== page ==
Every time my son joins a baseball league, they bring in a professional photographer to take the team photo. This past season, that same photographer would show up at games, take close-up action shots of the boys, and hand out cards with a link to his website where we could view thumbnails and download a hi-res version—for a price.
The only flaw in his plan was an amateur photographer who was doing the same thing. (Every time she showed up, he’d leave in a huff.) I’m not sure what her gig was; maybe she just enjoyed taking photos. Or perhaps it was a personal vendetta. I really didn’t care, because she gave us parents access to her cloud server where her photos were uploaded. Needless to say, I didn’t buy any images from the professional photographer’s website.
“I Can Do It Myself!”
For nearly every service business in existence, there’s an amateur who can do it himself … or at least thinks he can. Never mind your professional training and skill; that amateur is convinced he did just as good a job. Ask any business owner whose daughter built his company web site.
Photographers have battled this for years, and the digital camera only makes it worse. With the advent of the PC and software like Microsoft Publisher, graphic designers became the newest members of the “Why Should I Hire You when I Can Do It Myself?” club.
Innovations like the printing press have given people access to that which was previously available only to the privileged few—such as books. But all innovation is inherently disruptive. We love it when technology enables us to do things we couldn’t do before. We hate it when it allows our clients to do what only we could do for them.
There was a time when creating a website seemed like voodoo magic. Today, you can build a professional-looking site online in an hour or less. Add a little tech savvy to the mix, along with a WordPress theme, and you have a site to rival the best custom design. The availability of these tools lets the average small business publish a website that’s just as good as you or I could build—without our help. Gutenberg would be proud.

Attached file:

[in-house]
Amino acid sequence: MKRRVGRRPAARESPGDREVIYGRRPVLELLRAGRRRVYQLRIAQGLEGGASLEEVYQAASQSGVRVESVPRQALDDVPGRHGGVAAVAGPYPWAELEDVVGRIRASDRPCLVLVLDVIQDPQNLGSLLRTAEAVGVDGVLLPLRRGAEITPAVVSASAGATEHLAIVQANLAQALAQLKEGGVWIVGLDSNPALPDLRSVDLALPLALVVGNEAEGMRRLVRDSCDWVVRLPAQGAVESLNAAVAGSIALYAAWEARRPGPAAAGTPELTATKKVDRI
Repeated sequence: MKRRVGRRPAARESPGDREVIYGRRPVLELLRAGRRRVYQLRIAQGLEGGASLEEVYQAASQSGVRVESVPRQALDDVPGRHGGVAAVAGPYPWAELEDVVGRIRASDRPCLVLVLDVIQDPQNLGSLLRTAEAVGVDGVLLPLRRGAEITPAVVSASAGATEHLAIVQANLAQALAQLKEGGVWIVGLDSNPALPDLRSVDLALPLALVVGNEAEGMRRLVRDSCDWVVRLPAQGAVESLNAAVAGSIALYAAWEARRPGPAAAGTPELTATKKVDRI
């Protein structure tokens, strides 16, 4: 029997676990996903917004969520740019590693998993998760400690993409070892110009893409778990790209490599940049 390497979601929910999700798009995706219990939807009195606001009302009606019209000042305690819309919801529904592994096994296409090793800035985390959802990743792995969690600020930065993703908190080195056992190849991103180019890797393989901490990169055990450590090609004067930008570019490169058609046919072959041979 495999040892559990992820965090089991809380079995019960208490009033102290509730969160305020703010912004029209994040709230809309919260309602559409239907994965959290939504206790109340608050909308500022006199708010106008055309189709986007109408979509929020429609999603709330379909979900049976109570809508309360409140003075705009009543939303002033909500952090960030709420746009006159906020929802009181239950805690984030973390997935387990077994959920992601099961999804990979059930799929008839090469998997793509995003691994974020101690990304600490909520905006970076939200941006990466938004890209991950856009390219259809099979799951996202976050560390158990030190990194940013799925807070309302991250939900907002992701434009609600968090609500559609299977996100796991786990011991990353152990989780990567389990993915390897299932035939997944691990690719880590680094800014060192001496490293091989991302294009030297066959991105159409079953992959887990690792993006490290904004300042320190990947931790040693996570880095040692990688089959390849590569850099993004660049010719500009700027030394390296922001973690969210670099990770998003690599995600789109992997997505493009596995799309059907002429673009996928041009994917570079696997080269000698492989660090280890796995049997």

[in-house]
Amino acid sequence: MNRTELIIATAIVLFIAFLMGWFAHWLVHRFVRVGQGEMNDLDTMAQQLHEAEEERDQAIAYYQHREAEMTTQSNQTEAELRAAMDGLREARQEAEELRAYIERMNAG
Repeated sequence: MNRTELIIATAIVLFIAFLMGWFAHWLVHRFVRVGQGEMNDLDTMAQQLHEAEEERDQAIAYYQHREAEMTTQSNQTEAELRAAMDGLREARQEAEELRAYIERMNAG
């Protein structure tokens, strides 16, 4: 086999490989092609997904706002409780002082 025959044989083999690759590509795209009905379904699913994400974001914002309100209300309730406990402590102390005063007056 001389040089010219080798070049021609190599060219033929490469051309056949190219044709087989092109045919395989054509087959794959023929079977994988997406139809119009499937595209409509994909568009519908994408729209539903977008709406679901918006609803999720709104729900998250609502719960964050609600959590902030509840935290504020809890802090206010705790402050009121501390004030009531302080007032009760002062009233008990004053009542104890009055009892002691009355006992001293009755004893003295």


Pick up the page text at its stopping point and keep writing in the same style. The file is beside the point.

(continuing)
Now I know there are a lot of reasons why you and I think what we create is vastly superior to a do-it-yourself site. But guess what? Most business owners don’t. Or at least not better enough to justify three times the cost. I’m sure the professional photographer could point out why his baseball shots were better than the amateur’s.
The more your customer is empowered to apply your solution himself without your expertise, and the less that can go wrong when he does means you’re selling a commodity. Breaking out of this trap requires that you ask yourself the following two questions about your business model and your target market:
- What problem am I solving?
- What are the negative consequences if they try to solve this problem themselves?
I struggled with this when I sold web design services. I tried resorting to the age-old designer claim that “customers won’t buy from you when you have an ugly, unprofessional-looking site.” But then I discovered that ugly sites can convert as just as well, or better in some circumstances. Oops.
I also tried the “bad code” approach: that these do-it-yourself tools don’t produce standards-compliant sites, making it harder for search engines to rank you. And while that’s a good argument in theory, the reality is, it’s a poor selling point. If you’re going to differentiate yourself against these do-it-yourself solutions, it has to be a differentiation that your customers actually find valuable.
When my dad was in business, very few people had the skill or desire to rebuild their car or truck engine themselves. And those who did still came to us for the parts and machining services. But all the tools to build and market a website are readily available to your customer, many of which are quite capable of producing a decent site. So how do you compete against “good enough”?
Stay tuned for the next post in this series: How to Compete Against “I Can Do It Myself!”
Former owner and partner of web firm Jenesis Technologies, John is currently Director of Digital Strategy at Haines Local Search, a company providing local search marketing solutions to SMBs, including print and Internet Yellow Pages, web design, and local SEO. When not working or spending time with his family, John offers great sales and marketing advice on his blog, Small Business Marketing Sucks. When not working or spending time with his family, John offers great sales and marketing advice on his blog, Small Business Marketing Sucks.